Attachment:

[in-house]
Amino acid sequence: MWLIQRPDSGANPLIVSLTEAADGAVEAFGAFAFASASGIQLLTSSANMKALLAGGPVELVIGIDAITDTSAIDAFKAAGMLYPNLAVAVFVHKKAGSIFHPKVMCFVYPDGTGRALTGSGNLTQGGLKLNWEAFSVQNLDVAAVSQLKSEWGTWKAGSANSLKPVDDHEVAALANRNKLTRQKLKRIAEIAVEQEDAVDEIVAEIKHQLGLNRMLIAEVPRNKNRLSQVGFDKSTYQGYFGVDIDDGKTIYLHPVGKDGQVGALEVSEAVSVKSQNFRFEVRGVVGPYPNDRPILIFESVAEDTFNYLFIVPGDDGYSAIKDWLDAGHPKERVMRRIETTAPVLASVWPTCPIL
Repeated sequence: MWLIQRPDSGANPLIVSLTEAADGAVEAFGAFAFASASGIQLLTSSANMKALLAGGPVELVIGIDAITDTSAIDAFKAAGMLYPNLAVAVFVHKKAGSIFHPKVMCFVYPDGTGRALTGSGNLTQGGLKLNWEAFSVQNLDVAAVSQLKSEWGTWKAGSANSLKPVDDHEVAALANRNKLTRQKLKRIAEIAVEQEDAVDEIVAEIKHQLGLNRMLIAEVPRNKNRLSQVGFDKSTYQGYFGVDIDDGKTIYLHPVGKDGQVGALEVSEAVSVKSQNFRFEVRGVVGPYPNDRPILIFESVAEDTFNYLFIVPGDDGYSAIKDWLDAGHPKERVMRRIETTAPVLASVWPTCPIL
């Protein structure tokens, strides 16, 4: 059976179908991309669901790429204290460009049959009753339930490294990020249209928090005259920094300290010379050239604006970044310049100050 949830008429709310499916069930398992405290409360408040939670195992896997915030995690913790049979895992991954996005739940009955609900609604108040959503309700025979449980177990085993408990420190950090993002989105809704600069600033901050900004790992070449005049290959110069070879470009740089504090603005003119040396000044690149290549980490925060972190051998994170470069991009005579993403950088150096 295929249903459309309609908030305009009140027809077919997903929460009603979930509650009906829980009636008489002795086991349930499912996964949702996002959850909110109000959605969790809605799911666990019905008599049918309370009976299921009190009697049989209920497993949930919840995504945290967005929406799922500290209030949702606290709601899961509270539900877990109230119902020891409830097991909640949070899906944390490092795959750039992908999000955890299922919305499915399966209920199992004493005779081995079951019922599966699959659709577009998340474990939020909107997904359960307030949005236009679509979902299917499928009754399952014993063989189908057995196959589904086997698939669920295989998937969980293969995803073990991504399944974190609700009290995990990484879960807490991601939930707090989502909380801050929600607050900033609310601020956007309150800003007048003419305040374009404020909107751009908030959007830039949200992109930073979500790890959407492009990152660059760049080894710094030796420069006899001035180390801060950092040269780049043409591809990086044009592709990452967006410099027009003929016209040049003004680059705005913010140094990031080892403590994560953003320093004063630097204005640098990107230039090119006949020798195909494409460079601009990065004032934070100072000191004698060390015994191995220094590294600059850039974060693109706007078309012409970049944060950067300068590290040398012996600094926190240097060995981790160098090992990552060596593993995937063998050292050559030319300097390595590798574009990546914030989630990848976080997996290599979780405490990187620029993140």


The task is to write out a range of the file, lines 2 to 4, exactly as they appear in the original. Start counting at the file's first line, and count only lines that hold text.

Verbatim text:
Amino acid sequence: MWLIQRPDSGANPLIVSLTEAADGAVEAFGAFAFASASGIQLLTSSANMKALLAGGPVELVIGIDAITDTSAIDAFKAAGMLYPNLAVAVFVHKKAGSIFHPKVMCFVYPDGTGRALTGSGNLTQGGLKLNWEAFSVQNLDVAAVSQLKSEWGTWKAGSANSLKPVDDHEVAALANRNKLTRQKLKRIAEIAVEQEDAVDEIVAEIKHQLGLNRMLIAEVPRNKNRLSQVGFDKSTYQGYFGVDIDDGKTIYLHPVGKDGQVGALEVSEAVSVKSQNFRFEVRGVVGPYPNDRPILIFESVAEDTFNYLFIVPGDDGYSAIKDWLDAGHPKERVMRRIETTAPVLASVWPTCPIL
Repeated sequence: MWLIQRPDSGANPLIVSLTEAADGAVEAFGAFAFASASGIQLLTSSANMKALLAGGPVELVIGIDAITDTSAIDAFKAAGMLYPNLAVAVFVHKKAGSIFHPKVMCFVYPDGTGRALTGSGNLTQGGLKLNWEAFSVQNLDVAAVSQLKSEWGTWKAGSANSLKPVDDHEVAALANRNKLTRQKLKRIAEIAVEQEDAVDEIVAEIKHQLGLNRMLIAEVPRNKNRLSQVGFDKSTYQGYFGVDIDDGKTIYLHPVGKDGQVGALEVSEAVSVKSQNFRFEVRGVVGPYPNDRPILIFESVAEDTFNYLFIVPGDDGYSAIKDWLDAGHPKERVMRRIETTAPVLASVWPTCPIL
């Protein structure tokens, strides 16, 4: 059976179908991309669901790429204290460009049959009753339930490294990020249209928090005259920094300290010379050239604006970044310049100050 949830008429709310499916069930398992405290409360408040939670195992896997915030995690913790049979895992991954996005739940009955609900609604108040959503309700025979449980177990085993408990420190950090993002989105809704600069600033901050900004790992070449005049290959110069070879470009740089504090603005003119040396000044690149290549980490925060972190051998994170470069991009005579993403950088150096 295929249903459309309609908030305009009140027809077919997903929460009603979930509650009906829980009636008489002795086991349930499912996964949702996002959850909110109000959605969790809605799911666990019905008599049918309370009976299921009190009697049989209920497993949930919840995504945290967005929406799922500290209030949702606290709601899961509270539900877990109230119902020891409830097991909640949070899906944390490092795959750039992908999000955890299922919305499915399966209920199992004493005779081995079951019922599966699959659709577009998340474990939020909107997904359960307030949005236009679509979902299917499928009754399952014993063989189908057995196959589904086997698939669920295989998937969980293969995803073990991504399944974190609700009290995990990484879960807490991601939930707090989502909380801050929600607050900033609310601020956007309150800003007048003419305040374009404020909107751009908030959007830039949200992109930073979500790890959407492009990152660059760049080894710094030796420069006899001035180390801060950092040269780049043409591809990086044009592709990452967006410099027009003929016209040049003004680059705005913010140094990031080892403590994560953003320093004063630097204005640098990107230039090119006949020798195909494409460079601009990065004032934070100072000191004698060390015994191995220094590294600059850039974060693109706007078309012409970049944060950067300068590290040398012996600094926190240097060995981790160098090992990552060596593993995937063998050292050559030319300097390595590798574009990546914030989630990848976080997996290599979780405490990187620029993140």